Land of Mine is as harrowing a film as I’ve seen, and in effect, as powerful in its anti-war message as any in its genre.
This mercilessly realist drama opens the lid on a little-known chapter of WW2 history – the forced clearing of over a million Nazi-laid mines from Danish beaches by German POWs.
The war has just ended. In the opening scene, Danish sergeant Carl Rasmussen (Roland Møller) comes upon a line of wretched German soldiers being marched along a road to nowhere good. Boiling over with hate the sergeant subjects one of them to a brutal beating. As his violence erupts, he shouts in his victim’s face: “This is my land – MY land!”
Clearly, his hate is fuelled by intense resentment and a lust for vengeance, and we soon learn that in this he is representative of his countrymen. And why not? The Nazi occupational forces have left their nation in a sorry state of ruin and privation, and visited who knows what atrocities upon them.
The interesting point here is that the viewer is unusually positioned: we sympathise with the hapless German soldier left crumpled and bleeding by a random savage beating, but also understand the sergeant’s motivation. Our sympathies continue to be split in this way throughout the film. We are both distanced from the characters and their fates, and immersed in their world, sometimes almost unbearably so.
The focus of the drama is the relationship between Sergeant Rasmussen and a group of young German soldiers in his charge, some of whom are mere boys. For Rasmussen, that is no cause for leniency; in a cold-sweat-inducing early scene, he orders them into a pit, one by one, to practise de-fusing live landmines with only the barest of training. The camera takes us in close and confronts us with the inescapable terror of their task. Sound is used to tyrannical effect; every turn of the rusty mine caps is amped up, as is the scraping of detonation plugs as they’re removed by trembling fingers. Each agonising second carries the threat of explosion and the annihilation of the de-fuser. It’s harrowing, hard to watch. The sergeant bawls at those struggling to control their shaking hands to hurry. It seems only a matter of time before a mine blows.
Given little or nothing to eat and locked into spartan huts by night, the young soldiers work long days on a mined beach under the watch of the sergeant, inching forward on their bellies in lines as they test the sand ahead with metal probes. They are given hope in the form of a promise that they can return to Germany once the beach is cleared of the 45,000 mines that are laid there according to a mine map. But we know that their odds of survival are low, as is the prospect of the promise being honoured. Essentially, they are on a suicide mission. And while the mines must of practical necessity be cleared, there is also a payback component to their lethal task.
In time, there is a flicker of humanity in Sergeant Rasmussen, and he begins to see the group not as soldiers or The Enemy, but as young men – boys – with little experience of war, stranded in a hostile foreign land, dirty, frightened, hungry and yearning for the familiarity and comfort of home. Indeed, they are as much victims of the Reich as the sergeant. His changing perception is contrasted with the steadfast inhumanity of his military superiors, and a trio of drunk Danish soldiers whom he sends on their way one evening after finding them subjecting one of his charges to some appalling indignities. He is now a very different man from the brute of the opening scene.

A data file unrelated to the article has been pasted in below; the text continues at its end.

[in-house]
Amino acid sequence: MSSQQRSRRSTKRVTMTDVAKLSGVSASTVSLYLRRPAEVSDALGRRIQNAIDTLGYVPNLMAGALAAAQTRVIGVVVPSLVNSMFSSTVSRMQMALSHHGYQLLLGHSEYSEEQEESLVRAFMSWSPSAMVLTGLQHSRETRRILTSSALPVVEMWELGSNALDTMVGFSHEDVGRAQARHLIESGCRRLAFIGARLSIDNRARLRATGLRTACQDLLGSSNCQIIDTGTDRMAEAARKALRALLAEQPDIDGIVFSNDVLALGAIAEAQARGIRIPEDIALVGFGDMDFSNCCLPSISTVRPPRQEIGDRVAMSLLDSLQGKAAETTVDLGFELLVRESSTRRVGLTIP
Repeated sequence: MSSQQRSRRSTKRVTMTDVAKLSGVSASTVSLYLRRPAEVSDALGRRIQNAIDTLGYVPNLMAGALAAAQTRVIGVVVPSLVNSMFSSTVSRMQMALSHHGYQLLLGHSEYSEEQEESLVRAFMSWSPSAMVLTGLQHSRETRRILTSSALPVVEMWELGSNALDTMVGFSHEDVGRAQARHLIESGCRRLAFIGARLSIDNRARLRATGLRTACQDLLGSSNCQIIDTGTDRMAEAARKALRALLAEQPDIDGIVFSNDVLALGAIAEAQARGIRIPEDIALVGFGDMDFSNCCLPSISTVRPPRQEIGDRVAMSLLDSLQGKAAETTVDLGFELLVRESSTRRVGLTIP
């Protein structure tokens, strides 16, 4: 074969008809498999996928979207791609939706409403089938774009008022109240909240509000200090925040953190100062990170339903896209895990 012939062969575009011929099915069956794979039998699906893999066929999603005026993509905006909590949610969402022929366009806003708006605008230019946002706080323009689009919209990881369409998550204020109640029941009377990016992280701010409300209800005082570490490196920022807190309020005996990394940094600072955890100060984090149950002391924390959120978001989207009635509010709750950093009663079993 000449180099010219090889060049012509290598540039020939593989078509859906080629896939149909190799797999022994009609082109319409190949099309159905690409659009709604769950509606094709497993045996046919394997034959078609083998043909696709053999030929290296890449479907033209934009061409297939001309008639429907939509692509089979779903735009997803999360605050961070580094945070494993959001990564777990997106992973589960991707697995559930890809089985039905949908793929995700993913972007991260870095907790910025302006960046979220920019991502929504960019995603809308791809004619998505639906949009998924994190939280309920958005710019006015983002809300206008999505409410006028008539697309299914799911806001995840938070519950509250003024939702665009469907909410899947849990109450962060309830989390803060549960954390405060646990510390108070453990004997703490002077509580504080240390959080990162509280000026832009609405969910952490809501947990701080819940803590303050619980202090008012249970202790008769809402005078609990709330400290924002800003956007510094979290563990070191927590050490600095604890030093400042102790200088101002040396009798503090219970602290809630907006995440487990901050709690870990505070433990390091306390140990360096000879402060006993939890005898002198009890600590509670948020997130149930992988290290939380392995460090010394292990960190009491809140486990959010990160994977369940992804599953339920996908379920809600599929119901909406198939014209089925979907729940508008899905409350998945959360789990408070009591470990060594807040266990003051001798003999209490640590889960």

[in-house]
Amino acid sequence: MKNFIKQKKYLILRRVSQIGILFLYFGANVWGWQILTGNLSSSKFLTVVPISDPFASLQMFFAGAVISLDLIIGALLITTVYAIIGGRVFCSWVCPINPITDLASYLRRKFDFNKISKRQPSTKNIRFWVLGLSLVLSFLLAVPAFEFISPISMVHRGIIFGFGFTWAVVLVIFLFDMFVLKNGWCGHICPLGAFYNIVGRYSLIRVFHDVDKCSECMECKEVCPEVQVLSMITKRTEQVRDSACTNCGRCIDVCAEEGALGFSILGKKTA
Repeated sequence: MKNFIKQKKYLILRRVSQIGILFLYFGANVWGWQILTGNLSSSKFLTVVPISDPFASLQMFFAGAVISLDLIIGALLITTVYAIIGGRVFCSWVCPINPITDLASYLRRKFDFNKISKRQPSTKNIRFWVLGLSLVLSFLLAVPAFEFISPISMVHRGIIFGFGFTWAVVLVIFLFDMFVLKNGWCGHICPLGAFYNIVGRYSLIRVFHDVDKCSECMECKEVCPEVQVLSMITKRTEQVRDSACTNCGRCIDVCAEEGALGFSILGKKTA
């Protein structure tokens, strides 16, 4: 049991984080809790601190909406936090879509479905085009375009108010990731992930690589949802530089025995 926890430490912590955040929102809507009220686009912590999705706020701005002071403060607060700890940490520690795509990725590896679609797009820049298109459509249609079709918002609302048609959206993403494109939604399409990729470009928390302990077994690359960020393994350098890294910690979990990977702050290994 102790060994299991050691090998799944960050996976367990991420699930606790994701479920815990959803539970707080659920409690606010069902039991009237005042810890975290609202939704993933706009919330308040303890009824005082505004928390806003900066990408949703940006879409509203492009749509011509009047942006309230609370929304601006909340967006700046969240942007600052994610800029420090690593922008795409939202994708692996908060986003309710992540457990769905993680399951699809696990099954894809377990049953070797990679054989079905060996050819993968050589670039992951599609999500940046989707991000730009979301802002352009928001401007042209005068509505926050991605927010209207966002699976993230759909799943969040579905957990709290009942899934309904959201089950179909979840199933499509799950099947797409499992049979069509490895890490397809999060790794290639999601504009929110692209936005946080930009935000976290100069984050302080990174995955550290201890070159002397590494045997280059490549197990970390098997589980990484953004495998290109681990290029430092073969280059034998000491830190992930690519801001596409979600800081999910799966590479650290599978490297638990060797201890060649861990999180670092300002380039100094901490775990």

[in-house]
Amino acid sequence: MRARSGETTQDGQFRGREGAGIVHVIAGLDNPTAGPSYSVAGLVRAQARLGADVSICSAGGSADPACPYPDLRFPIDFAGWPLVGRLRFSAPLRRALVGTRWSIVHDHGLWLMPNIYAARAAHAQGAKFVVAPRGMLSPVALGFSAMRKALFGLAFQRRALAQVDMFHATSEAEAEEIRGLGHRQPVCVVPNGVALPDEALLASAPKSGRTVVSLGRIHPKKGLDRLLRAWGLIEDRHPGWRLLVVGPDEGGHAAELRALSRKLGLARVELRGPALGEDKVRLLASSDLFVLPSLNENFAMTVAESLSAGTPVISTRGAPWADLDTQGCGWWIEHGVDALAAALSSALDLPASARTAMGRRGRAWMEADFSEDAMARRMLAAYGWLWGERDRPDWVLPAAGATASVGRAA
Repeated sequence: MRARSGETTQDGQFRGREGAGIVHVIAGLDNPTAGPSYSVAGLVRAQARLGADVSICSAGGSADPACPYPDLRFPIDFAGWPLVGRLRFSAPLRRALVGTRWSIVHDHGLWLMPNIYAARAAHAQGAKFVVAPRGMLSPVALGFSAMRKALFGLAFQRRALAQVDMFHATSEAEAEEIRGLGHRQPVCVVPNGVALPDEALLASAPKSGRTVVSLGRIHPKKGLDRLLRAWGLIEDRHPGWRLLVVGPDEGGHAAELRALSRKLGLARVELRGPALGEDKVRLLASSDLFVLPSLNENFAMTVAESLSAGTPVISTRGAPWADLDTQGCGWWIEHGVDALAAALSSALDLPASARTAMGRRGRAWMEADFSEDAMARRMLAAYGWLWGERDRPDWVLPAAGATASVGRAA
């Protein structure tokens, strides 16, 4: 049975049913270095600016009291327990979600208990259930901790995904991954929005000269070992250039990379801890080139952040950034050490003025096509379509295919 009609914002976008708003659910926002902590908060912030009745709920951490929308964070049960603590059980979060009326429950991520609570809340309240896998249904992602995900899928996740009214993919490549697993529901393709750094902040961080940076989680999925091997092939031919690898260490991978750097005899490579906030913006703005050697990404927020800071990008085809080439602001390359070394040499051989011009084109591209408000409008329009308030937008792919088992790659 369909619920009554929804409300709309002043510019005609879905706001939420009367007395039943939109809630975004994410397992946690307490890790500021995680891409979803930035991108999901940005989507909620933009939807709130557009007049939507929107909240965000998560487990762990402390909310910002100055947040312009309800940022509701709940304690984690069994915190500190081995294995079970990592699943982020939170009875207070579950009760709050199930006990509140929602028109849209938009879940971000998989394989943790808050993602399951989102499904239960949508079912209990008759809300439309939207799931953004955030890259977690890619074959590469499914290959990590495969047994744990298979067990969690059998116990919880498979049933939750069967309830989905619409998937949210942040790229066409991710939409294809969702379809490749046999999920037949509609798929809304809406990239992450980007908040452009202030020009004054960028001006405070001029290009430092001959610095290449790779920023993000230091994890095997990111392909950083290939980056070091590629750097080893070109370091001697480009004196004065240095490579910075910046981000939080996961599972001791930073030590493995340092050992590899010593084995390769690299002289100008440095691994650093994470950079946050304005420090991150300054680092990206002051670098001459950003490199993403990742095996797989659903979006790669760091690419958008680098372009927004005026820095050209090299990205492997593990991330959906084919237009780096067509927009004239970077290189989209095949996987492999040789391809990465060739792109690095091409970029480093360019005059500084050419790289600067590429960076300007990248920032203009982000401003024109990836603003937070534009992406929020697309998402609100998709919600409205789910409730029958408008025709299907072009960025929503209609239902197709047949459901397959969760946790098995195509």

The theme of humanity lost and found that is the backbone of the drama is common to most war films, and brings with it, almost inevitably, a narrative predictability – which in itself is not a valid criticism. What’s the point of any war film if it is not to investigate humanity in extremis? Is not war – and/or its immediate aftermath – the ideal laboratory for such an investigation?
However, writer/director Zandvliet resorts to some pathos-milking devices that I have to admit worked on me initially, but on post-screening reflection, are too obvious, detracting from the otherwise consummate realism of the piece. To wit: a pet dog and a little Danish girl wander into the minefield at the beach, and the group of German soldiers includes twin brothers (you can guess, more or less, how that’s exploited dramatically).
These flaws are far from fatal, but do preclude Land of Mine from sharing equal status with anti-war masterpieces such as Full Metal Jacket and Son of Saul. That said, the acting is superb, as is most of the crafting, and in effect Land of Mine strikes a blow for humanity every bit as harrowing and powerful as any in its genre – without a shot being fired.
Land of Mine is one of the films showing at the 2016 Volvo Scandinavian Film Festival. If it’s any indication of the quality of the program, this is an event to track down.
Movie website: http://www.nordiskfilm.com/int/Press/News/LAND-OF-MINE-is-number-one/#.V4CPezX9_BY
Australian release date: Showing during the 2016 Volvo Scandinavian Film Festival (Cinema Paradiso in Perth, 21 July-3 August).
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